30 Nov 2018

NZ dairy group joins fight to try and save WTO

9:53 am on 30 November 2018

An international trade organisation under threat from the US moves to stem 'bias'.

Director General for the World Trade Organisation (WTO) Roberto Azevedo.

Director General for the World Trade Organisation (WTO) Roberto Azevedo. Photo: AFP

Dairy organisations across the world have launched an unprecedented campaign to try and save the World Trade Organisation (WTO).

One of the groups is the Dairy Companies Association of New Zealand.

Two others are the European Dairy Association and the European Association of Dairy Trade.

Three US groups have also signed up: the International Dairy Foods Association, the National Milk Producers Federation and the US Dairy Export Council. Signatories also come from Australia, Argentina and Uruguay.

Together, they dominate international trade in dairy goods.

Their protests follow moves by the Trump administration to block the appointment of new judges to the WTO's appeals process.

US President Donald Trump has claimed the WTO is biased against the United States.

Trade Minister David Parker earlier warned that the block on judicial appointments could bring a vital part of the WTO's work to a halt, because not enough judges would be available to provide a quorum to hear international disputes.

The group of signatories want this problem taken up at the next meeting of the G20 leaders in Buenos Aires.

Dairy Companies Association chairperson Malcolm Bailey said groups that signed this letter would normally compete against each other, but shared a common view that a rules-based trading system worked best.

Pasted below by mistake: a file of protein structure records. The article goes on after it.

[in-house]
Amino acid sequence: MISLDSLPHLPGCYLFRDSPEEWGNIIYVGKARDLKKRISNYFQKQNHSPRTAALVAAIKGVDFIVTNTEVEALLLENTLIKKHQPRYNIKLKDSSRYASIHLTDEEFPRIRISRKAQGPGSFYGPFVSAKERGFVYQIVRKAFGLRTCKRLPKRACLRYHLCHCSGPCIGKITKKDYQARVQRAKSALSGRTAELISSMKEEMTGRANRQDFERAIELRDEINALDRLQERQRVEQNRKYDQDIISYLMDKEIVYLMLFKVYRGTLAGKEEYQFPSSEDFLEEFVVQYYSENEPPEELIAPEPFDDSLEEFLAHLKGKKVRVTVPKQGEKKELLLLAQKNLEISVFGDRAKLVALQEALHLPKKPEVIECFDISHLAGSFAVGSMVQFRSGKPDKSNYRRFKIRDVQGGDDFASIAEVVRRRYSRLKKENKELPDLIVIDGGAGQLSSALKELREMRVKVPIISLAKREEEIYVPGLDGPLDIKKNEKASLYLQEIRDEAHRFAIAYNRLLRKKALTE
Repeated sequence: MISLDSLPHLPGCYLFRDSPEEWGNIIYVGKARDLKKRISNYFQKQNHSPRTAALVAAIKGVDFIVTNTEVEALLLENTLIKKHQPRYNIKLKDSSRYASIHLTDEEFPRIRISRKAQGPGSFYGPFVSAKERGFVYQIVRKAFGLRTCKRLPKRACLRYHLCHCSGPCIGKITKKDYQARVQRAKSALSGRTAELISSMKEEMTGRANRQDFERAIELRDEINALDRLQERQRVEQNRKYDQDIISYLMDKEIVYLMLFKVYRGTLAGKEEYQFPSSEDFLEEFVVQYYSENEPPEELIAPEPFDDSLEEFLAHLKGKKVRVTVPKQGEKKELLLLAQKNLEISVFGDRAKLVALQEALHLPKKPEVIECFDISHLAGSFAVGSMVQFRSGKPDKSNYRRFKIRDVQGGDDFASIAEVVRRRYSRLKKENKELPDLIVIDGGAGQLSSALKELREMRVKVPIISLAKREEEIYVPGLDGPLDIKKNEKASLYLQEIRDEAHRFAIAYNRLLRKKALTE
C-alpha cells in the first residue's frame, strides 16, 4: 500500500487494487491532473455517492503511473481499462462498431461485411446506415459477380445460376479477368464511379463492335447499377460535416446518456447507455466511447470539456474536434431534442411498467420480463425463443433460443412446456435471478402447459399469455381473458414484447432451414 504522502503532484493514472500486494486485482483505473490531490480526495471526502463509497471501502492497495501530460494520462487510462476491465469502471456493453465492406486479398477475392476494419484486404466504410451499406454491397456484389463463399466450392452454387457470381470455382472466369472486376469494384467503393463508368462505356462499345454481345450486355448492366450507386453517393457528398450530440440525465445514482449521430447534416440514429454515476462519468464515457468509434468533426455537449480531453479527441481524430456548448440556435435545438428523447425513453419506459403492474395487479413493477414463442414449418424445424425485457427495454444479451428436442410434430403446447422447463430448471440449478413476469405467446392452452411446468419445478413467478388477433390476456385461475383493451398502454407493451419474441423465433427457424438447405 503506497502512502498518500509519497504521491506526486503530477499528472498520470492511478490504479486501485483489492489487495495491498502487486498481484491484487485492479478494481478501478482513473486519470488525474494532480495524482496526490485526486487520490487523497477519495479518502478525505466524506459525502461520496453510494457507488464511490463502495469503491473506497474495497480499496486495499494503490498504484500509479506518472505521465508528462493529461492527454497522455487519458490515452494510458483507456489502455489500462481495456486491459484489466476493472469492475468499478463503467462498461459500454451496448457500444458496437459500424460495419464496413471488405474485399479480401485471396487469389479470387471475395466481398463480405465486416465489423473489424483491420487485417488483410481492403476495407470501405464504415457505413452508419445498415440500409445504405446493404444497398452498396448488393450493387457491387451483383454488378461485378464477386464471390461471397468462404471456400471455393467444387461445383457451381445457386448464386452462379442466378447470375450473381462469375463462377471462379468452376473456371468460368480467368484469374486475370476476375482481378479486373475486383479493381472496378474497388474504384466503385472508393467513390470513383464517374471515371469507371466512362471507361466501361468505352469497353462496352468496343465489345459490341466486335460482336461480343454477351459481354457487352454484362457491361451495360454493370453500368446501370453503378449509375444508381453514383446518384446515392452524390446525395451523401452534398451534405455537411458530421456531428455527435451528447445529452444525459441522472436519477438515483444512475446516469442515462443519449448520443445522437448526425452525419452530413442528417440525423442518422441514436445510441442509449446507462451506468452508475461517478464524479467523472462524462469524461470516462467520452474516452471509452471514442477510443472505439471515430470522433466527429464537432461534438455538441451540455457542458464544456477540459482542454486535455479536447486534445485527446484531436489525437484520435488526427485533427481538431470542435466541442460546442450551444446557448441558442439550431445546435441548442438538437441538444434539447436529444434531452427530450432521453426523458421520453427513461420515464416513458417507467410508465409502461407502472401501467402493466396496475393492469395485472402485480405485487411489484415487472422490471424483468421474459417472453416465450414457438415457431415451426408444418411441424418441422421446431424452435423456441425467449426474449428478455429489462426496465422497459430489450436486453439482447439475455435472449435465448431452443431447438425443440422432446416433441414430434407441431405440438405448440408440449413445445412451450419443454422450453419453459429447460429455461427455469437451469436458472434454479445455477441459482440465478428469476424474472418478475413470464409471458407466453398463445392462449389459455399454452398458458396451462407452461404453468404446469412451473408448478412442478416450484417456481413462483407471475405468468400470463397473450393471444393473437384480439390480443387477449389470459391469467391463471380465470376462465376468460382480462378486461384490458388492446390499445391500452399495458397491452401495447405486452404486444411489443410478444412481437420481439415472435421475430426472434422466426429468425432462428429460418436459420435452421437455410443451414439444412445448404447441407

"We strongly agree with the G20 Trade Ministers' statement of September 2018, that international trade is an important engine of growth, productivity, innovation, job creation and development," the joint statement from the dairy organisations said.

"Our organisations collectively call on G20 leaders to reject trade distorting actions, such as imposing unscientific, overly burdensome or trade-distorting non-tariff regulations, or unilaterally raising tariffs in ways that are not WTO-compliant, or providing WTO-prohibited export subsidies."

Besides calling for reform of the dispute settlement system, the signatories of the statement sought improved transparency and timeliness of subsidy notifications, clarified procedures for administering tariff quotas, and additional measures to address trade-distorting practices.

"The multilateral trading system is too important to our sectors, and to achieving a sustainable food future, to be left to one side," their statement said.

"We call upon G20 leaders to put their collective leadership behind evolving and strengthening the WTO multilateral trading structure and architecture, including its dispute settlement system."

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